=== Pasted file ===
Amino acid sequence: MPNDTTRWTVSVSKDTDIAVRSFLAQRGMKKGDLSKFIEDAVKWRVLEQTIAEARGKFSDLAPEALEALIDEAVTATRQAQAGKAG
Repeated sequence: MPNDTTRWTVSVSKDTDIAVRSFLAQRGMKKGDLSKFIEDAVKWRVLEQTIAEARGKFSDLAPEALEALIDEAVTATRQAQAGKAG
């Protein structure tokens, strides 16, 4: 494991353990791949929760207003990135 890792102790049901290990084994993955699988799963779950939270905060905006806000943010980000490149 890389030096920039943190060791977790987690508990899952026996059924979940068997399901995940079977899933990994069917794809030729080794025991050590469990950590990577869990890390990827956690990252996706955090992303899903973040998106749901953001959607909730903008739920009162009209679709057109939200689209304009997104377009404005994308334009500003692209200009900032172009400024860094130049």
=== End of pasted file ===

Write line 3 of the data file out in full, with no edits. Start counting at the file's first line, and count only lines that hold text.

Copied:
């Protein structure tokens, strides 16, 4: 494991353990791949929760207003990135 890792102790049901290990084994993955699988799963779950939270905060905006806000943010980000490149 890389030096920039943190060791977790987690508990899952026996059924979940068997399901995940079977899933990994069917794809030729080794025991050590469990950590990577869990890390990827956690990252996706955090992303899903973040998106749901953001959607909730903008739920009162009209679709057109939200689209304009997104377009404005994308334009500003692209200009900032172009400024860094130049």